Figure 6. Bathymetric maps of selected parts of the Ðồng Nai–Soài Rạp River (modified from United States Army maps, Corps of Engineers, 1965). (A) Upstream part. (B) Intermediate part. (C) River-mouth area. See Figure 1C for locations.
River-Tidal and Valley Controls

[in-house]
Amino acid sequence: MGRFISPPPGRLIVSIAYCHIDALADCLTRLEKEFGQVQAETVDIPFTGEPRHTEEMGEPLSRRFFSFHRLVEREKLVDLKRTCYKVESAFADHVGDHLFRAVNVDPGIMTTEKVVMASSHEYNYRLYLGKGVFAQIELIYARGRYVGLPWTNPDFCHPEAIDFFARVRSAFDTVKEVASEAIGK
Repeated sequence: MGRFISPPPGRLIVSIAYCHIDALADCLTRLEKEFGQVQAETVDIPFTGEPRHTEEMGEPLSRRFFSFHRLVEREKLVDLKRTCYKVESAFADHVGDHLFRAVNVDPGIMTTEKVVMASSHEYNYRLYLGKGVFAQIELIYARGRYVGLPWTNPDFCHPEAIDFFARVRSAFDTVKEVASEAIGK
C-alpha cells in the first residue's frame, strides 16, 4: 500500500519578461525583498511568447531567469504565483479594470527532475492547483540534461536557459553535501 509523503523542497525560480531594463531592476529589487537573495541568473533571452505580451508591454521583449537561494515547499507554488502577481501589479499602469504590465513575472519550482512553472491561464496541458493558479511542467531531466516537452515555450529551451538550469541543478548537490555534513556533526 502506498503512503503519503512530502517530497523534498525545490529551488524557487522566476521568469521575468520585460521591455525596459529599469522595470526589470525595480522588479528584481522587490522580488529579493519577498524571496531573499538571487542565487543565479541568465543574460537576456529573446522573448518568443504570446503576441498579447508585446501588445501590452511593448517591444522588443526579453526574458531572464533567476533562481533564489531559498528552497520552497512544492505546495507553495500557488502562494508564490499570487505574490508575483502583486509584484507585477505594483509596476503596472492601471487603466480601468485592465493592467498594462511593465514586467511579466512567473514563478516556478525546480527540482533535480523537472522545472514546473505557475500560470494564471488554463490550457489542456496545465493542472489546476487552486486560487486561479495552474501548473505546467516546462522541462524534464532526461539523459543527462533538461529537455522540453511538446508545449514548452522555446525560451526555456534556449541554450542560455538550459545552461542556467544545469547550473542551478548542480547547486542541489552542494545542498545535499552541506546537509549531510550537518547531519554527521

Along the FMTZ of the DNRS, channel width, sinuosity, and bed elevation show mutual relationships and complex upstream to downstream trends linked to several factors, including the river-tidal dynamics and valley confinements, together with more local effects due to bifurcations and confluences (Figure 4 and Supplementary Table S1). The part of the channel from which bathymetric data are available is constantly below the mean sea level and therefore falls within the backwater zone; however, it is not clear where the backwater limit is located and no clear evidence of a backwater control on the channel morphology is identified. The channel width is inversely proportionate to the channel sinuosity and channel bed elevation, whereas channel sinuosity and channel bed elevation are directly proportionate (Figures 7A–C). The studied channel shows a constant-width to seaward-widening trend typical of the FMTZ. The onset of widening is identified ∼100 km upstream of the river mouth, together with an abrupt decrease in sinuosity, whereas a seaward-shallowing trend is evident at least for the final 35 km of the channel. The seaward-widening and seaward-shallowing trends in the downstream tract and the abrupt decrease in channel sinuosity are mainly due to the tidal dynamics; here, tidal water volume and current energy increase in a seaward direction causing the channel to become wider and straighter toward its mouth, whereas the tidal sediment import due to the tidal asymmetry makes the channel shallower (cf. Gugliotta and Saito, 2019; and references therein). In the downstream tract, the river dynamics still play a crucial role in contrasting and interacting with the tidal dynamics, making this tract of the FMTZ fundamentally different from purely tidal systems. Instead, the relatively constant channel width and sinuosity in the tract upstream of ∼100 km suggest a control due to the river dynamics; although tidal water-level fluctuations are still present herein, no clear evidence of a control of the tidal dynamics on the channel morphology is observed. Nonetheless, both the relationships between the three morphological parameters and their upstream to downstream trends show additional complications that are linked, in large part, to areas of valley widening or exit and presence of bedrock (Figures 5A–C, 7). The part of the channel upstream of 75 km showing constant bed elevation is likely strongly controlled by the presence of bedrock at the channel bottom. The valley confinement and its variations in width play an important role in controlling the channel morphology along a large part of the studied channel. Valley-widening or -exit areas are characterized by an increase in channel width, high channel sinuosity, and variable channel bed elevation (Figure 4). Valley width shows a directly proportionate relationship with the three morphological parameters of the channel (Figures 7D–F).